The White House on Sept. 13 announced a $240 million investment to fight cancer, along with a slew of new health resources to further the administration’s “Cancer Moonshot” initiative.
The announcements from the Biden Cancer Moonshot include:
- New investments to reduce the impact of menthol and other flavored commercial tobacco products in communities that experience health disparities
- A new plan to decrease the impact of smoking on Americans’ health by expanding efforts to prevent smoking and to support everyone who wants to quit. To ensure Americans who want to quit have the support they need, the Department of Health and Human Services will finalize its Framework to Support and Accelerate Smoking Cessation this year.
- New smoking cessation resources for underserved communities, including American Indian, Alaska Native and Black communities, to reduce cancer health disparities.
- A new pilot program to increase veteran engagement in tobacco use treatment. The Department of Veterans Affairs, in collaboration with the National Cancer Institute, will conduct a clinical demonstration project to assess how to more effectively engage veterans in tobacco-use treatment programs.
- New resources and actions to reduce exposures to environmental carcinogens. The Environmental Protection Agency (EPA) is launching gov/cancer, with new information and prominently featured resources from EPA and other federal agencies about secondhand smoke, smoking cessation and other cancer-related topics.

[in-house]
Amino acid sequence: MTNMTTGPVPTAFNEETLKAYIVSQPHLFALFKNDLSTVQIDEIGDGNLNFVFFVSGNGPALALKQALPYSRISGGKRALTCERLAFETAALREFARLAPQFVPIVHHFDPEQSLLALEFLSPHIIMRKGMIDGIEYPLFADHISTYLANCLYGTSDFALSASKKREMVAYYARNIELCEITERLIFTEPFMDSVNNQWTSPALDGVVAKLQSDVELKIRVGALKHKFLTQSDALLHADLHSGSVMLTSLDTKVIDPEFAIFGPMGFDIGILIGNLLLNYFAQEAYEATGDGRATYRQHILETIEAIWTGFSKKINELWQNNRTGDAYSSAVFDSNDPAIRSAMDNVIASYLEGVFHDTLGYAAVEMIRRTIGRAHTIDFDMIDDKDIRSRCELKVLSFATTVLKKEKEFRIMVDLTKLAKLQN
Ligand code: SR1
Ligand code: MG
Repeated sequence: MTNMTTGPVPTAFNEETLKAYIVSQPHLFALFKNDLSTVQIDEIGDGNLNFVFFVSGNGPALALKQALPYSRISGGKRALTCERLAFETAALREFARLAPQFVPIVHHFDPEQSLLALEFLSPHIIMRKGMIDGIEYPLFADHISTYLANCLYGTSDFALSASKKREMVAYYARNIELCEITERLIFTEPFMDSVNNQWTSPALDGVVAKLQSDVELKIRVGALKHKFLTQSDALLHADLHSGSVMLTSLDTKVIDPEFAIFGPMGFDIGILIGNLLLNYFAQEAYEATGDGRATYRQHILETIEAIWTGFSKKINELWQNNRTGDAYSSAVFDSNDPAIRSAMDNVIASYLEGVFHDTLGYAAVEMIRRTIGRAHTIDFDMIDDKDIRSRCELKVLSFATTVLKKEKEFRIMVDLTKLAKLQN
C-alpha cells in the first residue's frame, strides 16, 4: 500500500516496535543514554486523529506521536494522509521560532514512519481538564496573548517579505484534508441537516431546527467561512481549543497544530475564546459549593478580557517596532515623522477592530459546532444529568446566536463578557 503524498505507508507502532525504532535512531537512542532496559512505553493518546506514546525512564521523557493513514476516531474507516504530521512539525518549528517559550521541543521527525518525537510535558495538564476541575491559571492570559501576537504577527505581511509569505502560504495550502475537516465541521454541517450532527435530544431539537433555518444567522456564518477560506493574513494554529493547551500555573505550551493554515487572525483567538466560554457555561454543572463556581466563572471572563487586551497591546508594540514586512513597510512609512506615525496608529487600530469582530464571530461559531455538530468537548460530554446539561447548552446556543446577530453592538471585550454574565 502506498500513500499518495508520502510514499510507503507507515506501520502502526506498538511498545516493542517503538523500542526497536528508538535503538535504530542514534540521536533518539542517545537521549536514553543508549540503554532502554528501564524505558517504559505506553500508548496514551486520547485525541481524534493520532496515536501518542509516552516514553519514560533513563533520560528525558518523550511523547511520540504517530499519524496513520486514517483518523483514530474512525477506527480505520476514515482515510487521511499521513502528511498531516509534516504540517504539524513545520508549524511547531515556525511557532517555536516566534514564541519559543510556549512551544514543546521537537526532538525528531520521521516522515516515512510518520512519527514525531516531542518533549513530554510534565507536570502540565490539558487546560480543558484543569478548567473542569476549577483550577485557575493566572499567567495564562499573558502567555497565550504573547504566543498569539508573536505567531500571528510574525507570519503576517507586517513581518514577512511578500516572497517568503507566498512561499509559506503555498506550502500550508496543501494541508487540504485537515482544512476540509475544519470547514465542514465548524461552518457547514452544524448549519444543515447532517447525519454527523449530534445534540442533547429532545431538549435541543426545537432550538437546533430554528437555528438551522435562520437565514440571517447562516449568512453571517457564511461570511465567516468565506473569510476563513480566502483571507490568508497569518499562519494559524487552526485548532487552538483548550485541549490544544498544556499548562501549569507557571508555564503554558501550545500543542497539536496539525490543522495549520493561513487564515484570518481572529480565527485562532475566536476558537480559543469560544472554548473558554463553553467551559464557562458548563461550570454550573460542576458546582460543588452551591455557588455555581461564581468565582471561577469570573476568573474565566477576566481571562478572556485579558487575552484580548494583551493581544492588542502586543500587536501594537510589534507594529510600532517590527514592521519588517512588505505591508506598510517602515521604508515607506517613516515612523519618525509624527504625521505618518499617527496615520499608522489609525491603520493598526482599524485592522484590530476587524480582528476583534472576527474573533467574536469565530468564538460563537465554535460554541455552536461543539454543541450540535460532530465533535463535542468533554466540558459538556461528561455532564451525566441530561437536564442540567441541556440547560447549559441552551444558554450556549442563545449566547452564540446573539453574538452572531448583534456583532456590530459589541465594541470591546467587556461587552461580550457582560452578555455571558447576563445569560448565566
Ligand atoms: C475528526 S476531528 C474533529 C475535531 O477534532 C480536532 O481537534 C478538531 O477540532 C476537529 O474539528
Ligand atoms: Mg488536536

Tobacco harm reduction activist have been urging Biden administration to embrace less harmful alternatives in its Cancer Moonshot initiative. “If President Biden is serious about beating cancer, then embracing tobacco harm reduction is not just an option, it’s a necessity,” said Michael Landl, director of the World Vapers Alliance (WVA), in a statement.
Landl pointed to the examples of Sweden and the United Kingdom, which he said have proven the effectiveness of vaping and other less harmful products in reducing smoking rates. “Instead of fighting less harmful alternatives, the Biden Administration needs to embrace vaping as a smoking cessation aid,” he said.
The investments in programs aiming to reduce smoking among marginalized groups would be more impactful if they included harm-reducing alternatives, according to Landl.
“To achieve the desired outcomes in cutting cancer-related deaths, it’s imperative that the United States foster a comprehensive harm reduction strategy that acknowledges vaping’s potential to save lives. Many smokers fail to quit, so to beat cancer we need to get real about that and encourage the use of less harmful alternatives such as vaping,” he said.
The WVA urged the Biden administration to develop an inclusive strategy that incorporates a range of less harmful alternatives to smoking. “Flavor bans, high taxation on safer nicotine products and the overly bureaucratic FDA approval process must end immediately,” said Landl.